Part Three confronts the eruption of violence, with the protests over the Danish caricatures of Muhammed and 2005’s French banlieu riots. The urge to tear down not the enemy’s camp, but to burn one’s own Parisian neighborhood (even a mosque), Zizek explains as a need for those demeaned to be noticed as citizens. This outburst also shows the impotence of such violence. True fundamentalists, such as Tibetan Buddhists or the Amish, he reminds us, foster indifference rather than insecurity towards the mores of non-believers. Those insecure, such as the Muslim mobs in Pakistan, only betray their desperate fragility, their own projected inferiority. Those complaining about Euro-American dominance, Zizek insists, nevertheless define their opposition as aligned against its hegemony. (Porto Alegre fails to oust Davos: the neo-liberals have no genuine alternative vision in a late-capitalist empire, either.) Religious fundamentalists who have gained the spotlight, he adds, situate themselves in the true source of challenge today: religion supplants science as “one of the possible places from which one can deploy critical doubts about today’s society.” (82) Science now solves our problems; religion stirs them up?
This chapter could have discussed further the limits of politically-correct “rules” when refusing to treat the uncomfortable truths it will not report for fear of inciting intolerance. Also, the vexed problems of massive immigration into the First World deserve more than an apercu or two. Still, Zizek provokes thought. He prefers to wander into (however astute or quirky) analogies to chocolate laxatives or Wagner.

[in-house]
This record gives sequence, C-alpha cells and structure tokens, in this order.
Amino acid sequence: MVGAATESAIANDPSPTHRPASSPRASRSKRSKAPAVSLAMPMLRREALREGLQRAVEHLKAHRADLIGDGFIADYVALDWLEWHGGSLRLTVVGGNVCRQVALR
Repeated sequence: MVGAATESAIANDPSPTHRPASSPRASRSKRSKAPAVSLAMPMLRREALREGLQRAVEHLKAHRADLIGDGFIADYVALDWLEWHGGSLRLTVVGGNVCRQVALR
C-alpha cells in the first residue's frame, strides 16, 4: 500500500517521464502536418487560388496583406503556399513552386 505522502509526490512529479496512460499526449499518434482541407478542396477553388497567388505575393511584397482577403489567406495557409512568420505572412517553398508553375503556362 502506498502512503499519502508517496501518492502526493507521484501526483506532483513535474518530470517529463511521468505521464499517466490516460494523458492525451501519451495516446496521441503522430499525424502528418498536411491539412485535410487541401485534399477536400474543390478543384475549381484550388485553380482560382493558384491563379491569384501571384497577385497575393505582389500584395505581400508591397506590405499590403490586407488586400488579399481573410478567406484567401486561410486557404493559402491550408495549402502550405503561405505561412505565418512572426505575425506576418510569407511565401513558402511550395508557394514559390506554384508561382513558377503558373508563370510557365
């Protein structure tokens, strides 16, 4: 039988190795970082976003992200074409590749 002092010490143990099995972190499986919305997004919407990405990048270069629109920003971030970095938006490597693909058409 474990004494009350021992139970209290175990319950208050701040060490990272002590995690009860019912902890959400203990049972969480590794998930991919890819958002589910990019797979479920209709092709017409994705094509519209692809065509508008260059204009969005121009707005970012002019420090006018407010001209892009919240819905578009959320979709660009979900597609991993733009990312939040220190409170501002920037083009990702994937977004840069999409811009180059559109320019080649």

In the fourth section, liberalism and fundamentalism both get castigated. Zizek reminds us that the European tradition always has mocked the divine; he finds such treatment “unimaginable in an Islamic culture.” (106) I suppose so from the well-known, recent evidence, but still I wondered if this was too broad a statement for the past fourteen centuries? He points out an often overlooked abuse of rhetoric: discussing the hyperbolic equivalence of Israeli policies towards Palestinian with the Nazis “strangely contradicts Holocaust denial” preached by many in the Arab and Muslim worlds. (110)
He also reminds us of the fate of those who dare to speak out against liberal pieties; Oriana Fallaci’s fall from leftist grace comes from her daring “to take the multiculturalist subservient ‘respect’ for the Muslim Other seriously.” She incites contempt for exposing the “assymetry” of allowing Eurabia to colonize the continent, while Europe constantly retreats, apologizes, and urges only more “respect” for a regressive, intolerant barbarism. She failed to perceive how “fake” Western tolerance can be; it’s “a sign of hidden and patronising racism.” (114-15) Again, Zizek tends to raise many topics deserving more than a paragraph or two, but that’s the tendency of his methods: to stir up our reactions.